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Middle School Welcomes Grandest Friends

Eighth+grader+Jake+Zur+and+his+grandmother%2C+Wendi+Adler%2C+create+a+poem+with+magnetic+words+in+Mrs.+Devine%27s+room+on+Grandest+Friends%27+Day.
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Middle School Welcomes Grandest Friends

Eighth grader Jake Zur and his grandmother, Wendi Adler, create a poem with magnetic words in Mrs. Devine's room on Grandest Friends' Day.

Eighth grader Jake Zur and his grandmother, Wendi Adler, create a poem with magnetic words in Mrs. Devine's room on Grandest Friends' Day.

Mr. Crisafi

Eighth grader Jake Zur and his grandmother, Wendi Adler, create a poem with magnetic words in Mrs. Devine's room on Grandest Friends' Day.

Mr. Crisafi

Mr. Crisafi

Eighth grader Jake Zur and his grandmother, Wendi Adler, create a poem with magnetic words in Mrs. Devine's room on Grandest Friends' Day.

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Grandest Friends’ Day (GFD) is a day that both grandparents and students alike mark on their calendars. It is one of the most important days of the year for Benjamin to showcase the School to students’ grandparents, relatives, and/or special friends. “It was one of my top two or three days of the year,” said Head of Middle School Mr. Charles Hagy about this year’s Grandest Friend’s Day.“Number one, for students it is a great opportunity to celebrate the School they love with the most important people they will ever have in their lives,” he said. “It’s really important for grandest friends to have this opportunity to walk around with their grandchildren to see what we do here.”

Mr. Crisafi
This piece of artwork, titled “Hands of a Hero” is a tribute to Holocaust survivor Irena Sendler. It was created by eighth graders Evan Liberman, Sophia Smith, Logan Sorensen, and Lauren Straub.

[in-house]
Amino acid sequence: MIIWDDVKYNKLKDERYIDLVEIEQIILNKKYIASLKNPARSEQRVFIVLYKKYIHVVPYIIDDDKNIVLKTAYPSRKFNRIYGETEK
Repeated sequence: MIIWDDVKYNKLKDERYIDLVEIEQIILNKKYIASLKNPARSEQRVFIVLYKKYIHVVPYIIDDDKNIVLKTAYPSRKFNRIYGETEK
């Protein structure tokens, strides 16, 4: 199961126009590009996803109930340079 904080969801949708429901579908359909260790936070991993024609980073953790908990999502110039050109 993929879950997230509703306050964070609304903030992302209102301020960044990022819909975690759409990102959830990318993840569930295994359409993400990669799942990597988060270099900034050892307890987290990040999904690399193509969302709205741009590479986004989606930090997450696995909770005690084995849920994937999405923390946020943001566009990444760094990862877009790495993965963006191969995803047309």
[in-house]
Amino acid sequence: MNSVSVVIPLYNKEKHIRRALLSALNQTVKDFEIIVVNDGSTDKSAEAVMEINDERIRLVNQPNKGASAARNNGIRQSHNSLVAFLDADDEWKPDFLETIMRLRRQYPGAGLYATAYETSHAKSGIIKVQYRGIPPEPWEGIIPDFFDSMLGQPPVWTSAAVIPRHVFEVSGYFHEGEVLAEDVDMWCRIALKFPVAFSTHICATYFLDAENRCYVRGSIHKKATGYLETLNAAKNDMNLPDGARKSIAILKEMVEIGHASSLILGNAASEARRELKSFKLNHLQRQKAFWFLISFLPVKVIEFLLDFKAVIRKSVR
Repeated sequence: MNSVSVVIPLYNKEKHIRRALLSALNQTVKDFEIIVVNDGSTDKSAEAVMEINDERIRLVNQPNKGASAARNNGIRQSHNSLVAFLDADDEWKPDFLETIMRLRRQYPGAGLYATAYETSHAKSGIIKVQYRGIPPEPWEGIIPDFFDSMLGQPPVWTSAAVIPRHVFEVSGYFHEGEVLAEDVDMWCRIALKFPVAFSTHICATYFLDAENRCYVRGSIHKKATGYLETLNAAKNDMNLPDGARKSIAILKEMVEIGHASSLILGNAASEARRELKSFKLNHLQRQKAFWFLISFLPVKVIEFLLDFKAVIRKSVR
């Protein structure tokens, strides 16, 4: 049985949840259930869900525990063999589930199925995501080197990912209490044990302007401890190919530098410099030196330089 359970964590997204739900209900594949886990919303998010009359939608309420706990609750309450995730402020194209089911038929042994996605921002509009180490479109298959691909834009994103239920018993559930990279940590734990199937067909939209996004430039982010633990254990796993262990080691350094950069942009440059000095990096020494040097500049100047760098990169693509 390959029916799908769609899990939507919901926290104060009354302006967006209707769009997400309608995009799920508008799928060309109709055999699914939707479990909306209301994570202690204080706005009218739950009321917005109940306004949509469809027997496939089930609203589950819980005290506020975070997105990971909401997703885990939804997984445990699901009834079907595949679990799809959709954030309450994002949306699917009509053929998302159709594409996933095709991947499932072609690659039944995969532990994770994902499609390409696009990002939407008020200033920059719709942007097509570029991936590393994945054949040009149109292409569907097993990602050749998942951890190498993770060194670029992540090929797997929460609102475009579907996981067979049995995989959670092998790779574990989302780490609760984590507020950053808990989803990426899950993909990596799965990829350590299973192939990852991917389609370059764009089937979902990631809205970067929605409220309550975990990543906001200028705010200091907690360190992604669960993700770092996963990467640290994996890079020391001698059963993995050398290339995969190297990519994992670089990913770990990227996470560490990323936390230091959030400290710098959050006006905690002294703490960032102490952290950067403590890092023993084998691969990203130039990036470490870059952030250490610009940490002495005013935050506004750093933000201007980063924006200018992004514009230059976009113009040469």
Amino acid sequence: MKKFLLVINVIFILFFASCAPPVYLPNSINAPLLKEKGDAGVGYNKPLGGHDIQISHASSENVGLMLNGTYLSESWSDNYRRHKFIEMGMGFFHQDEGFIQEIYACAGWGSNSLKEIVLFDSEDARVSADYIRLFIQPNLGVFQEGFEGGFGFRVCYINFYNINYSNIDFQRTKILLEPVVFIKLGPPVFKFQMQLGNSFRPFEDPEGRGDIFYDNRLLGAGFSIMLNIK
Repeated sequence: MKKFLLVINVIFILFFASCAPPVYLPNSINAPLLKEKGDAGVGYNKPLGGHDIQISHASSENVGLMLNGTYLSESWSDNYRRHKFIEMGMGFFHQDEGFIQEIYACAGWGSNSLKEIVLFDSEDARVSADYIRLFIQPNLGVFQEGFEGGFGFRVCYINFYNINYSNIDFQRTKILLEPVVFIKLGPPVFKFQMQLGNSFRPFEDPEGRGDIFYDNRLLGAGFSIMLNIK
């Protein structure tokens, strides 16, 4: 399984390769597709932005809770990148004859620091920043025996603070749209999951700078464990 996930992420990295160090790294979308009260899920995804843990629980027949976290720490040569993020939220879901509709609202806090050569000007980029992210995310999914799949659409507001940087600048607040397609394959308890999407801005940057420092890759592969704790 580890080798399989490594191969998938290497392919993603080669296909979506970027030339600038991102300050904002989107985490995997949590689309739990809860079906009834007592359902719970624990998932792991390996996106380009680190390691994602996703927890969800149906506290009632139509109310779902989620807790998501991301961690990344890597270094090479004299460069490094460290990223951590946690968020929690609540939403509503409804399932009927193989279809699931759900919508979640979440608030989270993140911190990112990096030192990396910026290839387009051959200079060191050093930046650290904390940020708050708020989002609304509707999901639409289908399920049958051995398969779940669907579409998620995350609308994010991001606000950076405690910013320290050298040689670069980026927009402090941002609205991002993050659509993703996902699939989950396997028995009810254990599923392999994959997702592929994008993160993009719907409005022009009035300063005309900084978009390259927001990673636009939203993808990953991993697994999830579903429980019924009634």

At TBS, Grandest Friends’ Day is usually held during four days in March for students in the WOW program (pre-k 3) through the Middle School. To accommodate the grandest friends, the School staggers the celebration, inviting grandparents to campus on different days for the different grade levels. The Middle School held its GFD on Wednesday, March 7, and the campus’s guests enjoyed the opportunity to spend time with their grandchildren.

“Well, I always love to see Olivia,” said Mr. Ken Simon, grandfather to eighth-grader Liv Simon. “I don’t get her to see as often as I like. It’s nice to see what she is learning in school, to listen to the teachers, and to realize how much more she is learning that I know.”

The students look forward to GFD as well.“ My favorite thing is that every year is different,” said eighth-grader Sydney Steinger. “[My grandparents] gets to see all the work I have been doing, and they get to meet my teachers,” she said.

The Grandest Friends this year arrived on campus around 8:30 a.m. They were then taken to the quad where they perused the eighth-grade monument projects. The monuments, built out of papier-mâché with the help of artists from the Center for Creative Education (CCE), were Holocaust memorial pieces. Each group, consisting of three to four students,were assigned an actual Holocaust victim and were charged with making a memorial to commemorate that individual’s life.

The grandest friends then rotated through classroom presentations from subject-area teachers in each grade level where they learned what the students were learning.

After the hour-long rotation, The Benjamin Parents’ Association served coffee and a light breakfast in the beautifully decorated gym. There were also several varieties of games and card games on the tables – from Connect Four to checkers to Uno – so that students and their grandest friends could socialize while playing together.

Around 11:00 a.m., students said goodbye to their grandest friends and headed to class, but the brief time they spent together made it a memorable morning.

“My favorite thing [about Grandest Friend’s Day] is seeing my grandest friends because I don’t get to see them that often,” said seventh-grader Kiran Spencer.

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Middle School Welcomes Grandest Friends